Director: Rian Johnson
Starring: Joseph Gordon-Levitt, Bruce Willis, and Emily Blunt
Summary: The year is 2042, and the United States economy has collapsed, and the invention of time travel is 30 years away. Joe (Gordon-Levitt), 25, works for a Mafia-like organization unofficially in control of Kansas City, run by a charismatic man known as Abe as a Looper, a specialized assassin who kills targets sent back from the future. When Joe’s new target ends up being his future self (Willis), it sends him on a convoluted cat-and-mouse chase which tangles his past and future into the lives of a single mother (Blunt) and her young son.
Review: “Do something new,” crime boss and time-traveler Abe complains, with a roll of his eyes.
Now, while he is talking about Joe’s choice in neckwear, the director, Rian Johnson, is referring to something very different: modern Hollywood. Because, while adaptations of preexisting sources have always have always been a staple in film, never before has originality seemed so endangered—something which gives Looper a decided edge. By steering away from typical issues of time-travel with the premise of an assassin whose target is his future self, Johnson examines psychological and philosophical issues far outside the sci-fi standard, such as fate, free will, friendship, and morality.
The world of Looper manages to be both familiar and unsettling, with futuristic elements (time travel, flying motorbikes, etc.) scattered amongst an aged, weary landscape reminiscent of what one would would see on the evening news, dialed up to eleven. The streets are riddled with holes, lined with overflowing garbage bins. The sidewalks and alleyways are overflowing with the homeless, living out of beat-up cars and make-shift tarp abodes. Everything is dinged and dirty, crying out for a good wash. It’s not post-apocalyptic, but Johnson’s vision of the future is hardly worth looking forward to.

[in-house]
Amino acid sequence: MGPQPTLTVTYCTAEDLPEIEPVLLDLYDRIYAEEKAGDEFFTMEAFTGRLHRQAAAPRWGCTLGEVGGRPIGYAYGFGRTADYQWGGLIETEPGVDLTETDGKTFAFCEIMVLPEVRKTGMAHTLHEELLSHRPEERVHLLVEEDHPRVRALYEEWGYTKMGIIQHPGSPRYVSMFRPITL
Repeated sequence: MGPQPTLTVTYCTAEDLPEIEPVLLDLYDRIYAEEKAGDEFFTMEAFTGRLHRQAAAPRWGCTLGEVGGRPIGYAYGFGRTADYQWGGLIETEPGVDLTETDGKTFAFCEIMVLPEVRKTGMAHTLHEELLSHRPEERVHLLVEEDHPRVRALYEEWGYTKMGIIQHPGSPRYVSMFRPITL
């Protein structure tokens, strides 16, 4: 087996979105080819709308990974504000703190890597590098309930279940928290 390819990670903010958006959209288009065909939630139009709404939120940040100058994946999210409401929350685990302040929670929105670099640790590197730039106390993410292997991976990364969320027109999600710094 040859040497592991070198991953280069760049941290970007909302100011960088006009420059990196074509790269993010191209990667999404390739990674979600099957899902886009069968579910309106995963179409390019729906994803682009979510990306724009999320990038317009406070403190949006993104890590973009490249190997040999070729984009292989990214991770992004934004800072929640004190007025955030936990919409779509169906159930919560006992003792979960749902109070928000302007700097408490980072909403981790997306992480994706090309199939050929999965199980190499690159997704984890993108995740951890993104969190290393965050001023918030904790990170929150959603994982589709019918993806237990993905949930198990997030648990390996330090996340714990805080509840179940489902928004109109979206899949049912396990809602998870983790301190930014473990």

Despite the depth and intricacies of the world he creates, Johnson avoids falling in the trap all too many promising sci-fi films succumb to and keeps the setting in the background, where it belongs, instead of weighing down the story with unnecessary explanations. At the same time, Looper still provides enough of a basis to keep from becoming frustratingly ambiguous–something the sci-fi movies also susceptible to (see: The Road). The film is not, however, flawless by any means.
The fact that Looper is Johnson’s first foray into the genre proves a double-edged sword. His fresh perspective is the film’s greatest strength, but his lack of experience in the genre is also responsible for its greatest weakness—a last-minute plot twist which pushes Looper into the unsettling grey zone between sci-fi and fantasy. Although this flaw does not destroy the merit of the film, it turns what could have been a fantastic, cathartic conclusion into a ending that is merely “good”.
Nonetheless, with superb performances by both Willis and Gordon-Levitt and a strong, unique premise, Looper has certainly secured a spot on the Modern Sci-Fi wall of fame as the best original release since 2010’s Inception.
Oscar Buzz: If a guy won Best Makeup and Hairstyling last year for making Meryl Streep look like Margaret Thatcher, I’m going to go out on a limb and say the team responsible for making Joseph Gordon-Levitt a believable young Bruce Willis stand a good chance. That said, the competition this year will be pretty stiff with Cloud Atlas (caucasian Halle Berry? Tribal leader Hugh Grant? What?) and bio-pic Lincoln also in the running. [Note: Lincoln and Cloud Atlas will both be reviewed in the ACRONYM at a later date.]